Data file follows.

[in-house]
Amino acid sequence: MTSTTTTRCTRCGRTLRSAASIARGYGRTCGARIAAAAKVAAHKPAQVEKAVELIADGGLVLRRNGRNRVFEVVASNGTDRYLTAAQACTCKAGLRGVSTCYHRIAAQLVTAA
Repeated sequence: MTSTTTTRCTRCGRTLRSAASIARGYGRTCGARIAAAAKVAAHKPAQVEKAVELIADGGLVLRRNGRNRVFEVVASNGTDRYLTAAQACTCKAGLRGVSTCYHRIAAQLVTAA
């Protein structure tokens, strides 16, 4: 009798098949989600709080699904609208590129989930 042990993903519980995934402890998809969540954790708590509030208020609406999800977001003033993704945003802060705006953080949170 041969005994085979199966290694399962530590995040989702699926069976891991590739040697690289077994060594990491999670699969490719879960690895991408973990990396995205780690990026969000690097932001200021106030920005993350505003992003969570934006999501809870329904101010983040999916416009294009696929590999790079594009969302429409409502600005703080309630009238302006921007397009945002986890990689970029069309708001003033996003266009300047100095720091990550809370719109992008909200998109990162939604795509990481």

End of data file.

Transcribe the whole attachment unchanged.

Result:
[in-house]
Amino acid sequence: MTSTTTTRCTRCGRTLRSAASIARGYGRTCGARIAAAAKVAAHKPAQVEKAVELIADGGLVLRRNGRNRVFEVVASNGTDRYLTAAQACTCKAGLRGVSTCYHRIAAQLVTAA
Repeated sequence: MTSTTTTRCTRCGRTLRSAASIARGYGRTCGARIAAAAKVAAHKPAQVEKAVELIADGGLVLRRNGRNRVFEVVASNGTDRYLTAAQACTCKAGLRGVSTCYHRIAAQLVTAA
């Protein structure tokens, strides 16, 4: 009798098949989600709080699904609208590129989930 042990993903519980995934402890998809969540954790708590509030208020609406999800977001003033993704945003802060705006953080949170 041969005994085979199966290694399962530590995040989702699926069976891991590739040697690289077994060594990491999670699969490719879960690895991408973990990396995205780690990026969000690097932001200021106030920005993350505003992003969570934006999501809870329904101010983040999916416009294009696929590999790079594009969302429409409502600005703080309630009238302006921007397009945002986890990689970029069309708001003033996003266009300047100095720091990550809370719109992008909200998109990162939604795509990481």